Nicolás Leoz

From Wikipedia, the free encyclopedia
Jump to navigation Jump to search
Nicolás Leoz
Nicolas Leoz.jpg
Nicolás Leoz
President of CONMEBOL
In office
1 May 1986 (1986-05-01) – 30 April 2013 (2013-04-30)
Preceded byTeófilo Salinas Fuller
Succeeded byEugenio Figueredo
Personal details
Born
Nicolás Leoz Almirón

(1928-09-10)10 September 1928
Pirizal, Chaco Paraguayo, Paraguay
Died28 August 2019(2019-08-28) (aged 90)
Asunción, Paraguay
Nationality Paraguay,  Colombia
Spouse(s)María Clemencia Pérez
ProfessionJournalist

Nicolás Leoz Almirón (10 September 1928 – 28 August 2019) was President of CONMEBOL (South American Football Confederation) from 1986 to 2013. Leoz assumed the presidency in 1986 (succeeding Teófilo Salinas Fuller) and in February 2006, he was reelected as President for a sixth term. He was Paraguayan and received Colombian citizenship in 2008.[1][2] On April 23, 2013, Leoz resigned from both the FIFA Executive Committee and the CONMEBOL presidency, citing health issues.[3]

Before his position as President of CONMEBOL, Leoz was President of the Justice Department of the Paraguayan Basketball Confederation (1957–1959), President of Paraguayan Soccer Club Libertad (1969–1970 and 1974–1977), President of the Asociación Paraguaya de Fútbol (1971–1973 and 1979–1985) and Vice President of CONMEBOL (1972–1974 and 1980–1986).

In November 2010 he was alleged by the BBC to have taken bribes in the 1990s regarding the awarding of World Cup television rights.

In May 2015, Leoz was banned by FIFA Ethics Committee.[4]

Youth and early career[edit]

Leoz was born in Pirizal, Chaco Paraguayo, Paraguay. His childhood was spent in Pirizal, 78 km. in the industrial complex of Carlos Casado, near the Paraguay River, Puerto Casado today is known as Puerto La Victoria.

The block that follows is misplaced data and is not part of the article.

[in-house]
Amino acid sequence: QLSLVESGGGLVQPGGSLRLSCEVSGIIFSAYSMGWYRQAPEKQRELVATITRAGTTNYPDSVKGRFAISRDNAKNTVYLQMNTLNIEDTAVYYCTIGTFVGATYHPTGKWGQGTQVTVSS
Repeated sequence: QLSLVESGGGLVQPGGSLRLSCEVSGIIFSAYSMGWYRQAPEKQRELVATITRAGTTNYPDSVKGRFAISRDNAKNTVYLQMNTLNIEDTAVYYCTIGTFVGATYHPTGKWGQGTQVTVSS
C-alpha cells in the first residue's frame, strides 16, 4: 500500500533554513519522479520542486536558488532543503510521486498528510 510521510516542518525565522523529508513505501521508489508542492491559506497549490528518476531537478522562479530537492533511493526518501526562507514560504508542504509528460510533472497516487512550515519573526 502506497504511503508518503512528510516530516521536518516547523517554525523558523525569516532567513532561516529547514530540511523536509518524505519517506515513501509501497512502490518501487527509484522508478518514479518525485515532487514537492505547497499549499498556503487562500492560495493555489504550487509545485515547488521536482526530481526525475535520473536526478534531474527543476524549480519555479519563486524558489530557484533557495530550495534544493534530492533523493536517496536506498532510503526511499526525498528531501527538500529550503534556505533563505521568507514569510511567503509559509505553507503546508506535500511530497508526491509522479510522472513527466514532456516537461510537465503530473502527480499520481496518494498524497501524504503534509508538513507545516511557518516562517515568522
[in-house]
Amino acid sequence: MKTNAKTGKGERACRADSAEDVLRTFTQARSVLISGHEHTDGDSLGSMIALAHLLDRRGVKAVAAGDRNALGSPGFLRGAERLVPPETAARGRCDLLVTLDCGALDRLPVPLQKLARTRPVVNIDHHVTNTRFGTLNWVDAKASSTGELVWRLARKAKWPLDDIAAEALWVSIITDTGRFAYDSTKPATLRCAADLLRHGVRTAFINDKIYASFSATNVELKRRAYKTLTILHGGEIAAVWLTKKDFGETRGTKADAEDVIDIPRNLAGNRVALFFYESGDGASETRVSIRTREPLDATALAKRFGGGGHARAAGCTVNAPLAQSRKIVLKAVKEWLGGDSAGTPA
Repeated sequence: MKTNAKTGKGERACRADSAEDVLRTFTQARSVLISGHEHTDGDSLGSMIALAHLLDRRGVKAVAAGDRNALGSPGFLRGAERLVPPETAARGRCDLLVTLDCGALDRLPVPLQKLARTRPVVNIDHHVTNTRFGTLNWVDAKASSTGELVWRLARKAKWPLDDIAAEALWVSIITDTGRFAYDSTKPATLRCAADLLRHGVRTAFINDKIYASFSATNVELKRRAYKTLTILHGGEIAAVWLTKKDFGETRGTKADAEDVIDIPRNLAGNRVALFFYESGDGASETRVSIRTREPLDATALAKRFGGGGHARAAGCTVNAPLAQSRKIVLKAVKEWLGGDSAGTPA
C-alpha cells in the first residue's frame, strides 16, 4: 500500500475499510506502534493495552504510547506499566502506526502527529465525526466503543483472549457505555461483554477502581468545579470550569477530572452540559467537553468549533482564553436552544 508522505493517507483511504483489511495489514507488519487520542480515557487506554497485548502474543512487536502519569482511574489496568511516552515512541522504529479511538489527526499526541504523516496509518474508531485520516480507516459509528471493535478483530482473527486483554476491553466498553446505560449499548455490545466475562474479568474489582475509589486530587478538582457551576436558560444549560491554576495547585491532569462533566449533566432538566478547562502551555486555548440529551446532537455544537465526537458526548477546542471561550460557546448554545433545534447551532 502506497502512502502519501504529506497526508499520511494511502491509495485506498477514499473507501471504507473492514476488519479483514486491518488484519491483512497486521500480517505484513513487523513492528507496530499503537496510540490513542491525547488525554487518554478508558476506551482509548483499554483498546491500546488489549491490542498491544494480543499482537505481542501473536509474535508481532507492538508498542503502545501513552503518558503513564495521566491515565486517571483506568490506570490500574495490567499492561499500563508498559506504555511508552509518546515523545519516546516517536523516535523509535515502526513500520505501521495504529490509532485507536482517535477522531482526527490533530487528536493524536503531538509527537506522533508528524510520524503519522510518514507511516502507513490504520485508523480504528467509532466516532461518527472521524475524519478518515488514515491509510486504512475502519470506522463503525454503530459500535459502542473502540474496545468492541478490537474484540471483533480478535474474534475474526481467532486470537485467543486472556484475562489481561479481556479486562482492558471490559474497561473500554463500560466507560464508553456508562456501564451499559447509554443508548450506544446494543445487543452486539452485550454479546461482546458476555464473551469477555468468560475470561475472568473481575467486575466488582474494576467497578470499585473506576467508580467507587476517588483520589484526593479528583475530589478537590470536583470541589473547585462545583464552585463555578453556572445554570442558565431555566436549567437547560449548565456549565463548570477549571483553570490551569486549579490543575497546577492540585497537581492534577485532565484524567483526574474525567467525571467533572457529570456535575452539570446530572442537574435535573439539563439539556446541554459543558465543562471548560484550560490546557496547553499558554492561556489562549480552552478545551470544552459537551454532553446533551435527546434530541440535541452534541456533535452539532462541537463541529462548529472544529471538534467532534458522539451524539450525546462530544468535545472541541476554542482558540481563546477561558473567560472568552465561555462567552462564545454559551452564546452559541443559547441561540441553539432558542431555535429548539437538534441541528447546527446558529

From 1940–1950, Leoz was a sports journalist in radio media and the press, with teachers, peers and colleagues like Halley Gerardo Mora Pedro García, Nestor Romero Valdovinos, Milciades Aguayo, Sindulfo Martínez. In 1957, he studied Law at the School of Law and Social Sciences of the UNA (National University of Asunción) and as a student took office in Judiciary as a scribe in interrogations; he graduated December 24, 1957 at 29 years age.

From 1950 to 1962, he was a history teacher at the Colegio Nacional de la Capital, Nacional de Niñas and Comercio. He was also director of aluminum enterprise and agricultural livestock.

From 1957 to 1977, he was President of the Tribunal de Justicia de la Confederación Paraguaya de Básquetbol.

Timeline of football career[edit]

Year Main Activities
1968 – 1977 President of Club Libertad.
1971 – 1973; 1979 – 1985 President of Liga Paraguaya de Fútbol.
1972 – 1974;
1980 – 1986
Vice-President of CONMEBOL.
1986 – 2013 President of CONMEBOL, a position he assumed on May 1, 1986 20 years when reelected in 5 periods in different Congresses in cities Bogotá, Asuncion three times and Mar del Plata on.
1998 – 2013 Member of the Executive FIFA, representing South America.
2002 – 2004 Member of the committees of the entity Security and Fair Play, emergency, Strategic Studies, organizer of the 2002 FIFA World Cup, Organizer of the Cup FIFA, and Confederations Task Force of 2004.

Corruption allegations[edit]